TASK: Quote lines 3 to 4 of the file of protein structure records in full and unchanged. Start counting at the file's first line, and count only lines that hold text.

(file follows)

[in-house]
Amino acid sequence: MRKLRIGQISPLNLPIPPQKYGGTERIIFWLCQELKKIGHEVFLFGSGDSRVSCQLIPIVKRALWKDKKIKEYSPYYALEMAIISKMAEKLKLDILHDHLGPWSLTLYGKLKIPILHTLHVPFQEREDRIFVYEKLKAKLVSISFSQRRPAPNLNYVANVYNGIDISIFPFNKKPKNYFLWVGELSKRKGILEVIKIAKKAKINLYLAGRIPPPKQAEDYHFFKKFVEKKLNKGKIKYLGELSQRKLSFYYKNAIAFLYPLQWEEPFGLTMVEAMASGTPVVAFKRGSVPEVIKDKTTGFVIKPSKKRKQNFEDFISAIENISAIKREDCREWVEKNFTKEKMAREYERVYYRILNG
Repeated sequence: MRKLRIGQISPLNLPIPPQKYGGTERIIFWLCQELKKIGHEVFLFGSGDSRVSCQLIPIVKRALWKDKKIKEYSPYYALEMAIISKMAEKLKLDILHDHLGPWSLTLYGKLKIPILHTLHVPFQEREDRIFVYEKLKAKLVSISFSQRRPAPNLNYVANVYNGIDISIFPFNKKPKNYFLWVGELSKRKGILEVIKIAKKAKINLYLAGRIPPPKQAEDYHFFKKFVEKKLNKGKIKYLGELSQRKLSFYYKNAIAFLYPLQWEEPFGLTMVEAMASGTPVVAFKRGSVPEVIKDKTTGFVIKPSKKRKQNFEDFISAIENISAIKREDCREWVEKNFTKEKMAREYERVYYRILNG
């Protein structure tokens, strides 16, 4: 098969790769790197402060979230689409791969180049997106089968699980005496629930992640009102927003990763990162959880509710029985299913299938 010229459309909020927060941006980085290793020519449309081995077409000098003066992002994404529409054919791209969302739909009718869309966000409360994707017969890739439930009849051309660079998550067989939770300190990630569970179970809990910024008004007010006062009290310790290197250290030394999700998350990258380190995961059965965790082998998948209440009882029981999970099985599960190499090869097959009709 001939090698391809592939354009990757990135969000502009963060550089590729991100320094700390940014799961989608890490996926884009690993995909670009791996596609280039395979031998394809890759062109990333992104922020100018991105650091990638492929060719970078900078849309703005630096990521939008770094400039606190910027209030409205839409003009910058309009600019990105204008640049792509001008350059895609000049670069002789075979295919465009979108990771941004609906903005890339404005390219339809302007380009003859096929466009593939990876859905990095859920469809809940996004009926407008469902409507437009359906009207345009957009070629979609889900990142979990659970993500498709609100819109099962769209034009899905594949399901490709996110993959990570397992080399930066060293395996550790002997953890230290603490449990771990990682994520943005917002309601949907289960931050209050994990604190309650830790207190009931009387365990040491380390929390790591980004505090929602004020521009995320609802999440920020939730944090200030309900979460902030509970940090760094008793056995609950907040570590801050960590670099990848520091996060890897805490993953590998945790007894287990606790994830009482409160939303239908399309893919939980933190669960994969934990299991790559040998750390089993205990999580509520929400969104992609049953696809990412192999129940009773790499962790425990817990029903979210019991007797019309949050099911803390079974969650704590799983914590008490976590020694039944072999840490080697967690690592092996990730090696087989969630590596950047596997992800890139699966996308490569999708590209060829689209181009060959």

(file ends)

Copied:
Repeated sequence: MRKLRIGQISPLNLPIPPQKYGGTERIIFWLCQELKKIGHEVFLFGSGDSRVSCQLIPIVKRALWKDKKIKEYSPYYALEMAIISKMAEKLKLDILHDHLGPWSLTLYGKLKIPILHTLHVPFQEREDRIFVYEKLKAKLVSISFSQRRPAPNLNYVANVYNGIDISIFPFNKKPKNYFLWVGELSKRKGILEVIKIAKKAKINLYLAGRIPPPKQAEDYHFFKKFVEKKLNKGKIKYLGELSQRKLSFYYKNAIAFLYPLQWEEPFGLTMVEAMASGTPVVAFKRGSVPEVIKDKTTGFVIKPSKKRKQNFEDFISAIENISAIKREDCREWVEKNFTKEKMAREYERVYYRILNG
């Protein structure tokens, strides 16, 4: 098969790769790197402060979230689409791969180049997106089968699980005496629930992640009102927003990763990162959880509710029985299913299938 010229459309909020927060941006980085290793020519449309081995077409000098003066992002994404529409054919791209969302739909009718869309966000409360994707017969890739439930009849051309660079998550067989939770300190990630569970179970809990910024008004007010006062009290310790290197250290030394999700998350990258380190995961059965965790082998998948209440009882029981999970099985599960190499090869097959009709 001939090698391809592939354009990757990135969000502009963060550089590729991100320094700390940014799961989608890490996926884009690993995909670009791996596609280039395979031998394809890759062109990333992104922020100018991105650091990638492929060719970078900078849309703005630096990521939008770094400039606190910027209030409205839409003009910058309009600019990105204008640049792509001008350059895609000049670069002789075979295919465009979108990771941004609906903005890339404005390219339809302007380009003859096929466009593939990876859905990095859920469809809940996004009926407008469902409507437009359906009207345009957009070629979609889900990142979990659970993500498709609100819109099962769209034009899905594949399901490709996110993959990570397992080399930066060293395996550790002997953890230290603490449990771990990682994520943005917002309601949907289960931050209050994990604190309650830790207190009931009387365990040491380390929390790591980004505090929602004020521009995320609802999440920020939730944090200030309900979460902030509970940090760094008793056995609950907040570590801050960590670099990848520091996060890897805490993953590998945790007894287990606790994830009482409160939303239908399309893919939980933190669960994969934990299991790559040998750390089993205990999580509520929400969104992609049953696809990412192999129940009773790499962790425990817990029903979210019991007797019309949050099911803390079974969650704590799983914590008490976590020694039944072999840490080697967690690592092996990730090696087989969630590596950047596997992800890139699966996308490569999708590209060829689209181009060959």